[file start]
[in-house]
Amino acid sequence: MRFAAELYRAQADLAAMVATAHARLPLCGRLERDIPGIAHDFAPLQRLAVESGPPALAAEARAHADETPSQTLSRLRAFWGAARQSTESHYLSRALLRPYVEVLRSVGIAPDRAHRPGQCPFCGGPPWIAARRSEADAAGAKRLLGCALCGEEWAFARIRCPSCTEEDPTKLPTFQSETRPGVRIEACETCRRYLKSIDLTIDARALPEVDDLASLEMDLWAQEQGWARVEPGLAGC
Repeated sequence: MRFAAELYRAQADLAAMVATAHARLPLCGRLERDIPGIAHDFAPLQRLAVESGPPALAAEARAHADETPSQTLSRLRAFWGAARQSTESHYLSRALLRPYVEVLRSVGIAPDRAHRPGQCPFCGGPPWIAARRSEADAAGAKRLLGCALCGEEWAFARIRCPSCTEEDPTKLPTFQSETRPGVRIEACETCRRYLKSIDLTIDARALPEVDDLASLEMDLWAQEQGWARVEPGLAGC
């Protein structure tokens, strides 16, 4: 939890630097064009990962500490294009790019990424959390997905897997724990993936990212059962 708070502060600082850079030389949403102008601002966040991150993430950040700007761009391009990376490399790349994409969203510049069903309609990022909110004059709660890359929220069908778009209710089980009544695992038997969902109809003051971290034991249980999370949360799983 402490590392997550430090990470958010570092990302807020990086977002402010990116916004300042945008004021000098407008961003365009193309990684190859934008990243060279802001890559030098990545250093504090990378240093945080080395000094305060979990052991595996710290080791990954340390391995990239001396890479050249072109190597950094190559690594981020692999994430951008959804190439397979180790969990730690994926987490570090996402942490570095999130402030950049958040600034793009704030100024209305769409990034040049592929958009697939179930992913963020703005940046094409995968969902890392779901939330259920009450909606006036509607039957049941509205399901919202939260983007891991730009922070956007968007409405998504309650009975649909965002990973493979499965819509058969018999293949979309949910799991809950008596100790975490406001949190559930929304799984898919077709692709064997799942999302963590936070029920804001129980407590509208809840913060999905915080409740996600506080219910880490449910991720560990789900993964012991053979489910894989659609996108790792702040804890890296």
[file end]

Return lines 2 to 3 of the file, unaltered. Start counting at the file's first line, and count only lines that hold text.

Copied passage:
Amino acid sequence: MRFAAELYRAQADLAAMVATAHARLPLCGRLERDIPGIAHDFAPLQRLAVESGPPALAAEARAHADETPSQTLSRLRAFWGAARQSTESHYLSRALLRPYVEVLRSVGIAPDRAHRPGQCPFCGGPPWIAARRSEADAAGAKRLLGCALCGEEWAFARIRCPSCTEEDPTKLPTFQSETRPGVRIEACETCRRYLKSIDLTIDARALPEVDDLASLEMDLWAQEQGWARVEPGLAGC
Repeated sequence: MRFAAELYRAQADLAAMVATAHARLPLCGRLERDIPGIAHDFAPLQRLAVESGPPALAAEARAHADETPSQTLSRLRAFWGAARQSTESHYLSRALLRPYVEVLRSVGIAPDRAHRPGQCPFCGGPPWIAARRSEADAAGAKRLLGCALCGEEWAFARIRCPSCTEEDPTKLPTFQSETRPGVRIEACETCRRYLKSIDLTIDARALPEVDDLASLEMDLWAQEQGWARVEPGLAGC